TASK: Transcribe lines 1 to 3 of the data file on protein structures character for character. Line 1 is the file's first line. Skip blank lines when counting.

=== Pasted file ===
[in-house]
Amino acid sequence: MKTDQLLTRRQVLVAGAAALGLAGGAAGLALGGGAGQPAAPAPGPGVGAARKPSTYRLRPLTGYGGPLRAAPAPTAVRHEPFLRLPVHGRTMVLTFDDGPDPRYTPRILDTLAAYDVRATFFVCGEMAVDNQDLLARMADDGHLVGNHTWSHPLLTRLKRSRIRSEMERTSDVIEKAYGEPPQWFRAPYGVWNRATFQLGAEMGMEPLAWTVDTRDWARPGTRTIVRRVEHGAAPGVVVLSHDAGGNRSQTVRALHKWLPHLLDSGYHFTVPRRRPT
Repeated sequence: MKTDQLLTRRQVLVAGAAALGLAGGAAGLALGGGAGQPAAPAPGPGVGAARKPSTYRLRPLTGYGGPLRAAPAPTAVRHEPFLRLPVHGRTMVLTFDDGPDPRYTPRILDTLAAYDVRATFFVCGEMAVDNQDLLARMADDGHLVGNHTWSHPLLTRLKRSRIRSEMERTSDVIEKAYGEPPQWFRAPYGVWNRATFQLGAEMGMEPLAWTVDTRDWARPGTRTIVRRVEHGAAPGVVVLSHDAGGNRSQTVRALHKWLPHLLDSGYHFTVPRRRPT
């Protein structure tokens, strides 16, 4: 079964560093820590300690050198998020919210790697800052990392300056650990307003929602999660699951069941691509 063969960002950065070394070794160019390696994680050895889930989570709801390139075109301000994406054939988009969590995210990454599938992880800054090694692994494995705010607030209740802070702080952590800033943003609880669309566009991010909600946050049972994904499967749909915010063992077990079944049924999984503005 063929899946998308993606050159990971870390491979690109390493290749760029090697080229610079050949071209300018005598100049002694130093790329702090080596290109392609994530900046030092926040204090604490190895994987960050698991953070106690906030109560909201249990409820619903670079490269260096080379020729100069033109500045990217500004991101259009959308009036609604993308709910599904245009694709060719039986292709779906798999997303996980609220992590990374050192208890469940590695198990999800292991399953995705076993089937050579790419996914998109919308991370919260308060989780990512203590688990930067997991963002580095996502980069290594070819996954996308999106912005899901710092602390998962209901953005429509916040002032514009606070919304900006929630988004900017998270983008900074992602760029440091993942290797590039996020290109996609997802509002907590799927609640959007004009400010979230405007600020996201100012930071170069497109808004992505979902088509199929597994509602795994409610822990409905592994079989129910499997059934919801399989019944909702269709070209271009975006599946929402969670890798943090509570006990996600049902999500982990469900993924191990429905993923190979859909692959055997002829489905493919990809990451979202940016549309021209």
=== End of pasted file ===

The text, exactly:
[in-house]
Amino acid sequence: MKTDQLLTRRQVLVAGAAALGLAGGAAGLALGGGAGQPAAPAPGPGVGAARKPSTYRLRPLTGYGGPLRAAPAPTAVRHEPFLRLPVHGRTMVLTFDDGPDPRYTPRILDTLAAYDVRATFFVCGEMAVDNQDLLARMADDGHLVGNHTWSHPLLTRLKRSRIRSEMERTSDVIEKAYGEPPQWFRAPYGVWNRATFQLGAEMGMEPLAWTVDTRDWARPGTRTIVRRVEHGAAPGVVVLSHDAGGNRSQTVRALHKWLPHLLDSGYHFTVPRRRPT
Repeated sequence: MKTDQLLTRRQVLVAGAAALGLAGGAAGLALGGGAGQPAAPAPGPGVGAARKPSTYRLRPLTGYGGPLRAAPAPTAVRHEPFLRLPVHGRTMVLTFDDGPDPRYTPRILDTLAAYDVRATFFVCGEMAVDNQDLLARMADDGHLVGNHTWSHPLLTRLKRSRIRSEMERTSDVIEKAYGEPPQWFRAPYGVWNRATFQLGAEMGMEPLAWTVDTRDWARPGTRTIVRRVEHGAAPGVVVLSHDAGGNRSQTVRALHKWLPHLLDSGYHFTVPRRRPT